Ex-Cyber: that's the technical issue here, but it doesn't change the fact that it's Intel's responsibility. PowerVR don't have any commitment to being a good Linux citizen, they're a hardware company, they make chips and that's more or less it.
However, Intel does have a very public commitment (which, to their credit, they mostly keep) about being a good citizen for Linux and open source in general. Which they've completely stuffed up in this case. Yes, the actual problem is that the hardware is something completely new, but it was Intel's decision to sub-license this hardware and release it - under the 'GMA' product line, no less - without, apparently, giving any thought to the ramifications for Linux and open source support.
From what I know, it seems there was basically a lack of communication within Intel between the side responsible for hardware decisions like this and the 'open source' folks. The open source side was not in a position to provide feedback to the hardware side about the problems this chip would present, and so it just went ahead regardless, and now the Intel open source folks are stuck playing catch-up. Bad organization.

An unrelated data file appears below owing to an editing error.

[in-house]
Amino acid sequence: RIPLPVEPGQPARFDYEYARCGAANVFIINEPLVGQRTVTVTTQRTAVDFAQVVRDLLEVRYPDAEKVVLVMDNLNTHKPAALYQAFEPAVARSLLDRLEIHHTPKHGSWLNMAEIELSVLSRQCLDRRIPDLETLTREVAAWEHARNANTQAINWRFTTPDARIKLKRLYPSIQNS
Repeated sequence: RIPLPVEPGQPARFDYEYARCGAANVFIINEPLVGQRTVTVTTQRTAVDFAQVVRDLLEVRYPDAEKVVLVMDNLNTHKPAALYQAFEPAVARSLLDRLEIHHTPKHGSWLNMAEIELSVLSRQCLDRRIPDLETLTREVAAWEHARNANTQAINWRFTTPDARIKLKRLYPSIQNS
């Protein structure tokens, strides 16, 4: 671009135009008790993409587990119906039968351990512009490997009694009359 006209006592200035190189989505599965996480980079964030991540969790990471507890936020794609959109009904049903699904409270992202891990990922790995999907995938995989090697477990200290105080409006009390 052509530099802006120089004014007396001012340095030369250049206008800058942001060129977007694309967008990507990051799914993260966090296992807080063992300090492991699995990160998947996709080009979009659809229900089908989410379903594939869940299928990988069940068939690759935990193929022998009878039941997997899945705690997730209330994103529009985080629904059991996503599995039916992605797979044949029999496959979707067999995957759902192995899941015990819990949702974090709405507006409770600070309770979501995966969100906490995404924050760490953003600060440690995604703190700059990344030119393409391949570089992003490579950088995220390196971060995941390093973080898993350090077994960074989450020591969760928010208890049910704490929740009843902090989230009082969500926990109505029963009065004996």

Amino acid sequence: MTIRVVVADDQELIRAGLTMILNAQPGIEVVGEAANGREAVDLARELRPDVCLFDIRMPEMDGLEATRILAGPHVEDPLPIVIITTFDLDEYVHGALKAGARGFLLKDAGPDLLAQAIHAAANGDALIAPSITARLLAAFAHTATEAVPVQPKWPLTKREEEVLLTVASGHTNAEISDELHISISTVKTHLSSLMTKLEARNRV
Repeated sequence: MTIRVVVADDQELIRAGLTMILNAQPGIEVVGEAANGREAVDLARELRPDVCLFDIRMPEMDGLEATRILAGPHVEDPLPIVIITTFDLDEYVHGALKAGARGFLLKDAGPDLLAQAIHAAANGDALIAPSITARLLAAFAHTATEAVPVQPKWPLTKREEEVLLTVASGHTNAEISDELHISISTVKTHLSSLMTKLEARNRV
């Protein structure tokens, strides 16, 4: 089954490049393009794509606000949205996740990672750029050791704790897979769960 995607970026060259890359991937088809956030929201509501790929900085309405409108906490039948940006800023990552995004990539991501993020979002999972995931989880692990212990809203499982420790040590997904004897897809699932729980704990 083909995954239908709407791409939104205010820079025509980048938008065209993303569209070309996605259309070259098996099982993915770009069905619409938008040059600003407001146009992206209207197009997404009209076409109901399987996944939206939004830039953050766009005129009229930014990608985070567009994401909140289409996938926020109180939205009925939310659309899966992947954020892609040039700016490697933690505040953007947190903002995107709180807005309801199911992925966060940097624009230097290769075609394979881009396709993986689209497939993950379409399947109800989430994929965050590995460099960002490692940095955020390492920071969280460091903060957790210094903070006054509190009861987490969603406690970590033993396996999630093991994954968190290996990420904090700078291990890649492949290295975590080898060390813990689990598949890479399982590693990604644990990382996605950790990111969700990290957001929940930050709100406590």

Couple things here. I don't recall Intel using PowerVR in any previous graphics chipsets, but I think they were used for an earlier server system. I may be wrong. Intel's graphics chipsets have always been based on the technology they received when they bought Chips and Technologies, Inc. back in the mid 90's, their first product being the I740 graphics card. And, yes, it sucked bad.
As to the GMA500, the group that designed that were looking for small scale, low power and low cost. Intel's graphics team are more focused on the desktop and laptop markets, which has a higher budget for all three factors. By using the PowerVR IP, they were able to take some of the best technologies available and combine then into a single chip that is roughly the size of a dime. This single chip has USB, PATA IDE (SATA actually would have increased the footprint), SSD, PCIe, a scaled down HD Audio bus (only supports two codec streams as opposed to 4 on the ICH), and a few other bells and whistles. The low power consumption is phenominal compared to the GMA 900 series chipset.